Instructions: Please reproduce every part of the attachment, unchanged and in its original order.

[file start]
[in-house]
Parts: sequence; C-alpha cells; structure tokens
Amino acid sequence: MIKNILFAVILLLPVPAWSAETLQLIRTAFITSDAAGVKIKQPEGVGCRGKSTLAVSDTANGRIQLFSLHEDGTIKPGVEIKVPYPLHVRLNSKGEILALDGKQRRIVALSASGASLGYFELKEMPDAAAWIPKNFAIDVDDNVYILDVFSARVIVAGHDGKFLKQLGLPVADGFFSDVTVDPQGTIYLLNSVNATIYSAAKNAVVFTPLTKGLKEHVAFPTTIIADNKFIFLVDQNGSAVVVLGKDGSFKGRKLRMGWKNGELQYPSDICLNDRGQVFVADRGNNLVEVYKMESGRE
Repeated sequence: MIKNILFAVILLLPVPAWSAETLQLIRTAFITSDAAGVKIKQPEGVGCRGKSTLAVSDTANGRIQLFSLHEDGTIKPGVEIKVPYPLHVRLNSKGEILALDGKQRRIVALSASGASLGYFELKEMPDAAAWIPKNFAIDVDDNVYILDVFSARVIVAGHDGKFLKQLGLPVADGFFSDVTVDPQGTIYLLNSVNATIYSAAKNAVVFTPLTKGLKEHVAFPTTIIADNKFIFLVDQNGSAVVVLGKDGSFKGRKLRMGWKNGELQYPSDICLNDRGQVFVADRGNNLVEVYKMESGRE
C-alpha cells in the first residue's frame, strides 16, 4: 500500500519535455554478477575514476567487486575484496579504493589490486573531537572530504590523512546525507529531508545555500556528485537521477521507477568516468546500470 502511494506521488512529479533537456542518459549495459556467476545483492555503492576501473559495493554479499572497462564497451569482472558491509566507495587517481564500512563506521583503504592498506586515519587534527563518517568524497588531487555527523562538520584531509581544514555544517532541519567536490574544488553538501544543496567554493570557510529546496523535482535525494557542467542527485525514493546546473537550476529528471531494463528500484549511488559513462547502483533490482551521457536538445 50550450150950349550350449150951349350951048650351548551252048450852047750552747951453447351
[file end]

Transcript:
[in-house]
Parts: sequence; C-alpha cells; structure tokens
Amino acid sequence: MIKNILFAVILLLPVPAWSAETLQLIRTAFITSDAAGVKIKQPEGVGCRGKSTLAVSDTANGRIQLFSLHEDGTIKPGVEIKVPYPLHVRLNSKGEILALDGKQRRIVALSASGASLGYFELKEMPDAAAWIPKNFAIDVDDNVYILDVFSARVIVAGHDGKFLKQLGLPVADGFFSDVTVDPQGTIYLLNSVNATIYSAAKNAVVFTPLTKGLKEHVAFPTTIIADNKFIFLVDQNGSAVVVLGKDGSFKGRKLRMGWKNGELQYPSDICLNDRGQVFVADRGNNLVEVYKMESGRE
Repeated sequence: MIKNILFAVILLLPVPAWSAETLQLIRTAFITSDAAGVKIKQPEGVGCRGKSTLAVSDTANGRIQLFSLHEDGTIKPGVEIKVPYPLHVRLNSKGEILALDGKQRRIVALSASGASLGYFELKEMPDAAAWIPKNFAIDVDDNVYILDVFSARVIVAGHDGKFLKQLGLPVADGFFSDVTVDPQGTIYLLNSVNATIYSAAKNAVVFTPLTKGLKEHVAFPTTIIADNKFIFLVDQNGSAVVVLGKDGSFKGRKLRMGWKNGELQYPSDICLNDRGQVFVADRGNNLVEVYKMESGRE
C-alpha cells in the first residue's frame, strides 16, 4: 500500500519535455554478477575514476567487486575484496579504493589490486573531537572530504590523512546525507529531508545555500556528485537521477521507477568516468546500470 502511494506521488512529479533537456542518459549495459556467476545483492555503492576501473559495493554479499572497462564497451569482472558491509566507495587517481564500512563506521583503504592498506586515519587534527563518517568524497588531487555527523562538520584531509581544514555544517532541519567536490574544488553538501544543496567554493570557510529546496523535482535525494557542467542527485525514493546546473537550476529528471531494463528500484549511488559513462547502483533490482551521457536538445 50550450150950349550350449150951349350951048650351548551252048450852047750552747951453447351